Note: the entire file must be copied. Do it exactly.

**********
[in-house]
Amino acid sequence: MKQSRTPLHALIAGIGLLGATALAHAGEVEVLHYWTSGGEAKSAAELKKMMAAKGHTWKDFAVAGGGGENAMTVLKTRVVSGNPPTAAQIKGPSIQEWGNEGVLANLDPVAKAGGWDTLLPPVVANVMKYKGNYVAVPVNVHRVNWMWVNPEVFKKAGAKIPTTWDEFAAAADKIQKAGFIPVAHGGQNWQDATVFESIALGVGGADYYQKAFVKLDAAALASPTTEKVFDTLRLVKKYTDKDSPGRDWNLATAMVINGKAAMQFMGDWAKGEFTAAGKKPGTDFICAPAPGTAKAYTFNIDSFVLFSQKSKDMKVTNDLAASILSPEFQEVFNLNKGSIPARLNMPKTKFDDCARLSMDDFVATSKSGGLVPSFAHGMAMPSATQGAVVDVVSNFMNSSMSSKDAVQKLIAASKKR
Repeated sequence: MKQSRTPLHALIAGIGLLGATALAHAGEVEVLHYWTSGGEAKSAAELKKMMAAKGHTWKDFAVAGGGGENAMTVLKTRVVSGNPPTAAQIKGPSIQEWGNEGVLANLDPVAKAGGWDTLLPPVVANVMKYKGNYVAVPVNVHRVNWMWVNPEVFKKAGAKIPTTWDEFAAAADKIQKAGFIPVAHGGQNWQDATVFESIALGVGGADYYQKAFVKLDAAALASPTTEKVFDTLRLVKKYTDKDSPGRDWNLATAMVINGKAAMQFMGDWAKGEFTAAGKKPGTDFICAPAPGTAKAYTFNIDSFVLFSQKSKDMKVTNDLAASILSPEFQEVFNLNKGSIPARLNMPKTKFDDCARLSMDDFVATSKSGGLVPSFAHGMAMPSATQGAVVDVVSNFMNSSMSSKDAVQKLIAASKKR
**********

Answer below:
[in-house]
Amino acid sequence: MKQSRTPLHALIAGIGLLGATALAHAGEVEVLHYWTSGGEAKSAAELKKMMAAKGHTWKDFAVAGGGGENAMTVLKTRVVSGNPPTAAQIKGPSIQEWGNEGVLANLDPVAKAGGWDTLLPPVVANVMKYKGNYVAVPVNVHRVNWMWVNPEVFKKAGAKIPTTWDEFAAAADKIQKAGFIPVAHGGQNWQDATVFESIALGVGGADYYQKAFVKLDAAALASPTTEKVFDTLRLVKKYTDKDSPGRDWNLATAMVINGKAAMQFMGDWAKGEFTAAGKKPGTDFICAPAPGTAKAYTFNIDSFVLFSQKSKDMKVTNDLAASILSPEFQEVFNLNKGSIPARLNMPKTKFDDCARLSMDDFVATSKSGGLVPSFAHGMAMPSATQGAVVDVVSNFMNSSMSSKDAVQKLIAASKKR
Repeated sequence: MKQSRTPLHALIAGIGLLGATALAHAGEVEVLHYWTSGGEAKSAAELKKMMAAKGHTWKDFAVAGGGGENAMTVLKTRVVSGNPPTAAQIKGPSIQEWGNEGVLANLDPVAKAGGWDTLLPPVVANVMKYKGNYVAVPVNVHRVNWMWVNPEVFKKAGAKIPTTWDEFAAAADKIQKAGFIPVAHGGQNWQDATVFESIALGVGGADYYQKAFVKLDAAALASPTTEKVFDTLRLVKKYTDKDSPGRDWNLATAMVINGKAAMQFMGDWAKGEFTAAGKKPGTDFICAPAPGTAKAYTFNIDSFVLFSQKSKDMKVTNDLAASILSPEFQEVFNLNKGSIPARLNMPKTKFDDCARLSMDDFVATSKSGGLVPSFAHGMAMPSATQGAVVDVVSNFMNSSMSSKDAVQKLIAASKKR